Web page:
Girlfriend's silence on Carr scrutinized
By PAUL WILBORN
© St. Petersburg Times, published May 27, 1998
AMPA -- What Bernice Bowen didn't say the day two Tampa police detectives were killed could lead to charges being filed against her, a Tampa police spokesman said Tuesday.
Bowen, the 24-year-old girlfriend of Hank Earl Carr, spent hours with Tampa police officers after the shooting death of her 4-year-old son, Joey Bennett. But she never told police Carr had given them a false name and was a dangerous fugitive.
"She had plenty of opportunities to tell us what a monster he was," said police spokesman Steve Cole. "It's horrifying to us that she did not share that information."
Cole said homicide detectives are continuing their investigation into the shooting death of Bowen's son and the murders of detectives Ricky Childers and Randy Bell. Carr also killed Highway Patrol Trooper James B. Crooks before taking his own life.
With Carr dead, much of the current investigation revolves around Bowen's actions and statements.
"We are looking very closely at what she did and did not do," Cole said.
Charges, which could range from obstruction of justice to accessory to murder, would be determined by the State Attorney's Office. State Attorney Harry Lee Coe said his office will review police reports before making a decision.
Prosecutors said they don't want to give the appearance of retribution.
"You don't want to look like you're doing something vindictive," Assistant State Attorney Christopher Watson said. "That would be inappropriate. Unless you get word she's leaving town . . . there's no reason to rush."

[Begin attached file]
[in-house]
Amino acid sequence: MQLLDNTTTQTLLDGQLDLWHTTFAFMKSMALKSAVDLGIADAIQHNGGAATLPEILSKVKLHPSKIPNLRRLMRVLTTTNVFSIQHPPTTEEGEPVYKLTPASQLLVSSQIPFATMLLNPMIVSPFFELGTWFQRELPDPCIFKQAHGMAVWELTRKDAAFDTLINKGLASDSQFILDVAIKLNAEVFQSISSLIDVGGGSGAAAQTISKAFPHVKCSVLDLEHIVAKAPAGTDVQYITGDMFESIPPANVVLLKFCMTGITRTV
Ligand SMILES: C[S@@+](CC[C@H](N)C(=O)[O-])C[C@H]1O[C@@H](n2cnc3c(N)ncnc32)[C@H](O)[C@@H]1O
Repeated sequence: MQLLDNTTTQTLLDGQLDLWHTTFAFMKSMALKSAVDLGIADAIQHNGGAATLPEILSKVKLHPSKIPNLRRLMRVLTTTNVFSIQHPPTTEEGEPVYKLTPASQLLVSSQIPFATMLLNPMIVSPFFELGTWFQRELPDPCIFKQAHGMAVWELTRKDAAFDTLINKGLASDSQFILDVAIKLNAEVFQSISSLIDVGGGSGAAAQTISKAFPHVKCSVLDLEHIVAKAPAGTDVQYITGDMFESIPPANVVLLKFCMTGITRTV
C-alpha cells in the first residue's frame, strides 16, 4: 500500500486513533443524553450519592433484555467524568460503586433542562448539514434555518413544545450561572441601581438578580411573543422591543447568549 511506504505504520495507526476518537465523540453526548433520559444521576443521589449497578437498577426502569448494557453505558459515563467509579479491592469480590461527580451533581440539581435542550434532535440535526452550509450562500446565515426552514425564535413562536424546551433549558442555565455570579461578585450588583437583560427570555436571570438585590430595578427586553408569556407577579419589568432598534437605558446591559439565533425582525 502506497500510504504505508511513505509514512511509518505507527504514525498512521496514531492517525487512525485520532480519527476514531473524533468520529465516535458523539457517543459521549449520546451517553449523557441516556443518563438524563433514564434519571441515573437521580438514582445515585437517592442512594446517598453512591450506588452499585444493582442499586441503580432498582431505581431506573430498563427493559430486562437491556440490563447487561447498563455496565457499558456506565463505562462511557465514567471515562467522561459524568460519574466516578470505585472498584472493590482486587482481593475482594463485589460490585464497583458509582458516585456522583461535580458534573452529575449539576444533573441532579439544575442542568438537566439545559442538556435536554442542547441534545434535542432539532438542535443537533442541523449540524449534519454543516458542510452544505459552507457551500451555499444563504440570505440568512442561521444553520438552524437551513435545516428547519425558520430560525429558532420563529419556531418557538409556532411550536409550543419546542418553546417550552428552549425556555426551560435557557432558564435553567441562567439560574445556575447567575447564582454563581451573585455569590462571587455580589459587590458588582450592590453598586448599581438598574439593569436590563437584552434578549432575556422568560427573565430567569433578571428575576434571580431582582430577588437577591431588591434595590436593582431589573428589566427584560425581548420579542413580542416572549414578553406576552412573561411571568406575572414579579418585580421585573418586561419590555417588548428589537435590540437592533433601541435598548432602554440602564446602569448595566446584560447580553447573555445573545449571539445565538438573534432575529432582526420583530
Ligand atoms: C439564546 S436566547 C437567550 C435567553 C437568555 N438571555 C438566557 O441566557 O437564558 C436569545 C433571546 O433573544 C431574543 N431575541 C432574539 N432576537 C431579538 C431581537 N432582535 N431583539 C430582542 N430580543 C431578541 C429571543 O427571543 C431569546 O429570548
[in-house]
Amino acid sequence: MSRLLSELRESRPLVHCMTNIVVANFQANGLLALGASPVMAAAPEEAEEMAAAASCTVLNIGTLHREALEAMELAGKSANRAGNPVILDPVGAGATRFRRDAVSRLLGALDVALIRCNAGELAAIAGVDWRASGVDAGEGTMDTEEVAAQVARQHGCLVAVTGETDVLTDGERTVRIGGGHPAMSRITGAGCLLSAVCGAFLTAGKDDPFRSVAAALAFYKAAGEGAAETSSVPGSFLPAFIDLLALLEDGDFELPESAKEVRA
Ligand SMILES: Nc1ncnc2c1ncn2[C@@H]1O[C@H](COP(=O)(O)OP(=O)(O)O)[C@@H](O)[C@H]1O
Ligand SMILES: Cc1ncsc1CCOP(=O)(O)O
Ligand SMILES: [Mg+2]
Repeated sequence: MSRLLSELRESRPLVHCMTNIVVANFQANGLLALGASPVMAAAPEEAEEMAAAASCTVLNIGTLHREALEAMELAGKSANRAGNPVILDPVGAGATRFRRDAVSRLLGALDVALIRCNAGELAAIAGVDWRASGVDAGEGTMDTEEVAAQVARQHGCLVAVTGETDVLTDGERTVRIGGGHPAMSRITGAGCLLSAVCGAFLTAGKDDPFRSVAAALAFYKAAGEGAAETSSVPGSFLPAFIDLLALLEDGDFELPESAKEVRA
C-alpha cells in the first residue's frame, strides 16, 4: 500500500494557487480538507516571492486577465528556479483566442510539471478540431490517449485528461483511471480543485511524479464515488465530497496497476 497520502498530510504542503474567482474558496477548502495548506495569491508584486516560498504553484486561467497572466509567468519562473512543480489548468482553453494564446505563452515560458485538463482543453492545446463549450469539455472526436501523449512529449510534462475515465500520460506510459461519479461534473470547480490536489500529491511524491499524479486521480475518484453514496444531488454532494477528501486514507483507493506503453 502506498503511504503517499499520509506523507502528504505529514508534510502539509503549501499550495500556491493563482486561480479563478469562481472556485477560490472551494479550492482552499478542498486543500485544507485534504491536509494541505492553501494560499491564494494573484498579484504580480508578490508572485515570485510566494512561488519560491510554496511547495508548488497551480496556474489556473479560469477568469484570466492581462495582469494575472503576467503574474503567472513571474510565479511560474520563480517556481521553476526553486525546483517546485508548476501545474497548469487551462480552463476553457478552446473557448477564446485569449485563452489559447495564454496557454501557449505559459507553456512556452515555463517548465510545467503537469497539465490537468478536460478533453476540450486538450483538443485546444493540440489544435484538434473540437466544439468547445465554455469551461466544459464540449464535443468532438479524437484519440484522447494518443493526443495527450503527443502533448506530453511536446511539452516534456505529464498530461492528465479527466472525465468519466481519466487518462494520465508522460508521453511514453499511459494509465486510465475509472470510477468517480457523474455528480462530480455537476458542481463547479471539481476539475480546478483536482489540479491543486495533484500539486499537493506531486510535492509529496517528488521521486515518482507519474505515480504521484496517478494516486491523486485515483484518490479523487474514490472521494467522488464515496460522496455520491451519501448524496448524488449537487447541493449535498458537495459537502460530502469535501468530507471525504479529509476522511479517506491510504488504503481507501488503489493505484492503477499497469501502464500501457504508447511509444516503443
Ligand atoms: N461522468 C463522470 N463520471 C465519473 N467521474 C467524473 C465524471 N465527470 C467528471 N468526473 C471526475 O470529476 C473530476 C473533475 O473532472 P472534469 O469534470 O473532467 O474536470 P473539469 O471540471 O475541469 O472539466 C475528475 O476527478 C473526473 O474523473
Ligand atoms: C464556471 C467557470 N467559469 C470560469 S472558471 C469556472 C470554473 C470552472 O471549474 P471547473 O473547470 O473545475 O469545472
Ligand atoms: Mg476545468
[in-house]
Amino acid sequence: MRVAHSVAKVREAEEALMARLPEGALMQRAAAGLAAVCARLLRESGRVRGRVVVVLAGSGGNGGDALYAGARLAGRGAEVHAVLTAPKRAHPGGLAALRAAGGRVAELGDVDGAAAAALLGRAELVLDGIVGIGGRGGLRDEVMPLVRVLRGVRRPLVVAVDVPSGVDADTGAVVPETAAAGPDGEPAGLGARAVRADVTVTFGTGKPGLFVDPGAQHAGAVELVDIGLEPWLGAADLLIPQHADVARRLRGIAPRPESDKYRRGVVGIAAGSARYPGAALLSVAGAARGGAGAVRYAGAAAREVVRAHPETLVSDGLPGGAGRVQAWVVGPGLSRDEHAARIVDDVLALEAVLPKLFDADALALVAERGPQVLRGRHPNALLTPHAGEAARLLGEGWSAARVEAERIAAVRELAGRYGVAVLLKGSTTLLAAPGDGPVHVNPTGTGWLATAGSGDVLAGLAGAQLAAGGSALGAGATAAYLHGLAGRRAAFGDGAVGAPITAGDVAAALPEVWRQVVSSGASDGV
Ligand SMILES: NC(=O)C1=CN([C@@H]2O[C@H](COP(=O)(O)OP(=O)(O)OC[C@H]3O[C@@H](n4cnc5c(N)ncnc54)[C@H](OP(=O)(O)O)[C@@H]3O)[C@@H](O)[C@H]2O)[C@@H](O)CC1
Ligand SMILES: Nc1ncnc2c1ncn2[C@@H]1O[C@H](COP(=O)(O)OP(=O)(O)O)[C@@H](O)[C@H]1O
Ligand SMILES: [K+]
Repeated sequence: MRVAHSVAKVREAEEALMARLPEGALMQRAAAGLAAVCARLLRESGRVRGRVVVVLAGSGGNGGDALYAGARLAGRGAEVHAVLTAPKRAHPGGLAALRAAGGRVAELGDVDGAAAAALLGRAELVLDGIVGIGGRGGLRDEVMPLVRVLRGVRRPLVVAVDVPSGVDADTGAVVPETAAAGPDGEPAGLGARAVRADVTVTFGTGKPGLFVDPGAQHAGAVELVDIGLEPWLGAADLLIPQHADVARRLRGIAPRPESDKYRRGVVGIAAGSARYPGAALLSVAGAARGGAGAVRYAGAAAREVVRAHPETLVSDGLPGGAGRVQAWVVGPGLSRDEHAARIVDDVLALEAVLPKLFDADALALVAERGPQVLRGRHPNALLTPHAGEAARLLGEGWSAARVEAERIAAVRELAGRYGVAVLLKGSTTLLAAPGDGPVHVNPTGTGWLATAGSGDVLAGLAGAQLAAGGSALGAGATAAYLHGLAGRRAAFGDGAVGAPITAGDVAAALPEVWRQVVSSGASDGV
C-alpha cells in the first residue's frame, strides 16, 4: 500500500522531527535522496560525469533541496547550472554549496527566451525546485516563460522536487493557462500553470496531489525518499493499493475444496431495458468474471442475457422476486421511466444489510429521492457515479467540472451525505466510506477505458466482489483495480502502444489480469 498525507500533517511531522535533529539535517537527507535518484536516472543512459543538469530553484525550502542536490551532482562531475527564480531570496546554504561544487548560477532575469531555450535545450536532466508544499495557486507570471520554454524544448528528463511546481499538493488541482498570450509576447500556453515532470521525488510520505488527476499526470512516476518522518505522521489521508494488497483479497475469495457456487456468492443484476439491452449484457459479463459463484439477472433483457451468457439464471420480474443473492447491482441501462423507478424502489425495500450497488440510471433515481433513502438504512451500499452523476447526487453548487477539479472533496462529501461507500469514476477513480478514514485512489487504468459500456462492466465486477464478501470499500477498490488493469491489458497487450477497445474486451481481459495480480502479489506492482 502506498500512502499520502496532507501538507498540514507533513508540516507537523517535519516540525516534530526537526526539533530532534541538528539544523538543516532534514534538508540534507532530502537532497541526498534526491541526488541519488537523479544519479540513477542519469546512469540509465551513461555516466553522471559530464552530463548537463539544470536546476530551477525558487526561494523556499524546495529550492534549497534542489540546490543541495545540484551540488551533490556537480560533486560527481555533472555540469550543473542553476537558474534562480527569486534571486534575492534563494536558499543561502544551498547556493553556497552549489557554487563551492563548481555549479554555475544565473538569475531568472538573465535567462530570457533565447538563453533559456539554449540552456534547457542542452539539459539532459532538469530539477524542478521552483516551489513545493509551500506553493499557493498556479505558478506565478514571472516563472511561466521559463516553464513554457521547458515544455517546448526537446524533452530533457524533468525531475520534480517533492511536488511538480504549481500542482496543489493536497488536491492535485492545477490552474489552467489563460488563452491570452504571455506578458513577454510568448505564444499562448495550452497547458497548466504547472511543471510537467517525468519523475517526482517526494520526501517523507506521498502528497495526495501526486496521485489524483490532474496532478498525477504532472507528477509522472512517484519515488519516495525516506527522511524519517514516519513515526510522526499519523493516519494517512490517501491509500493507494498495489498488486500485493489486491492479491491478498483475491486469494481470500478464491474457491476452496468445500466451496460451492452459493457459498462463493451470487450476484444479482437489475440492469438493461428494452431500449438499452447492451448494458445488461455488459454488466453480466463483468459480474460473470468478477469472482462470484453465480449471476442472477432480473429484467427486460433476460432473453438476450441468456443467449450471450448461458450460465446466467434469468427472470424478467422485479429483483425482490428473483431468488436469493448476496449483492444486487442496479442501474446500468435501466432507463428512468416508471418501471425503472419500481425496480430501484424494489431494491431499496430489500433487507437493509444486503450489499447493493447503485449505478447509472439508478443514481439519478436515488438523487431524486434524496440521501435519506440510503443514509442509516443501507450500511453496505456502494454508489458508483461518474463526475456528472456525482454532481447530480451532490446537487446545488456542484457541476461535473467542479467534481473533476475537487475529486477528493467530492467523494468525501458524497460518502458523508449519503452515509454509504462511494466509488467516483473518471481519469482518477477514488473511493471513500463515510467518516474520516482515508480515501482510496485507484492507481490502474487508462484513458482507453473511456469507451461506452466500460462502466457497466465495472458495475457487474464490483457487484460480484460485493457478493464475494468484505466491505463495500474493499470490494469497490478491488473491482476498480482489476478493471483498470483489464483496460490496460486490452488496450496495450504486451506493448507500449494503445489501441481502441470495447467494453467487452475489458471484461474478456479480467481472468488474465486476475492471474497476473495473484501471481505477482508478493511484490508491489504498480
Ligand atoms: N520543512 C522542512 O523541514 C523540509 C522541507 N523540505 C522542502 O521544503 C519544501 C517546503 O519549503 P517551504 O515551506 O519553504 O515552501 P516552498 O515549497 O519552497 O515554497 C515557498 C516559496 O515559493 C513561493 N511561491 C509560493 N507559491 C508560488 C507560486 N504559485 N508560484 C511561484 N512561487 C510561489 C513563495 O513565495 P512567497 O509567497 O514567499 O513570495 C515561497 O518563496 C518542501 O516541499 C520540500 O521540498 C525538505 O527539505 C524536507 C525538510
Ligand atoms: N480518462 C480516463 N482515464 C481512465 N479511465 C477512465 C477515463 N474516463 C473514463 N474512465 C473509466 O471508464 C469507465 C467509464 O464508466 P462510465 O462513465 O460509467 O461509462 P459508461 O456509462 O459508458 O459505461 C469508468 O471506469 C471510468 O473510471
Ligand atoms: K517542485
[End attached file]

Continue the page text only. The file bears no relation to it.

Bowen remains in Tampa and is attempting to regain custody of her daughter, Kayla Bennett, who was put in foster care after her brother's death.
Joey Bennett was shot with Carr's rifle inside the family's apartment just before 10 a.m. May 19. Bowen and Carr took the boy to a nearby fire station, where he was pronounced dead.
At the fire station, Carr told police he was Joseph Bennett, who is actually Bowen's ex-husband. He said the boy was his son. Carr left Bowen at the fire station and returned home. Bowen, left alone with police officers, didn't dispute Carr's statements.
Carr was later taken into custody and questioned by detectives at the station and at the apartment, where other weapons were found.
The detectives were not aware they were dealing with a dangerous criminal. Carr was being transported in a car without a screen separating the front seat from the back.
"They were under the impression he was Joseph Bennett," who had no police record, Cole said.
Carr was being returned to the police department about 2 p.m. when he used a hidden key to unlock his handcuffs, pulled a detective's sidearm and shot the two men.
Tampa police Lt. Jane Castor said last week that during Bowen's initial interview about the death of her son, "she was aware that there were weapons inside of that house, and she was aware of Mr. Carr's true identity."
Although Joseph Bennett had no record, a check of Carr's record would have revealed an extensive criminal history and outstanding warrants.
Obstructing or opposing an officer without violence is a misdemeanor offense.
Investigators are also expected to look into whether Bowen exposed her children to abuse by her violent live-in boyfriend. Child neglect, a felony, is defined as "failure to make a reasonable effort to protect a child from abuse, neglect or exploitation by another person." The charge can come from repeated incidents or a single event.
"Certainly it is a concern of the police department as well as the Department of Children and Families to have (children) in a residence where assault rifles are kept," Castor said.
Police also plan to trace the origin of the guns, Castor said.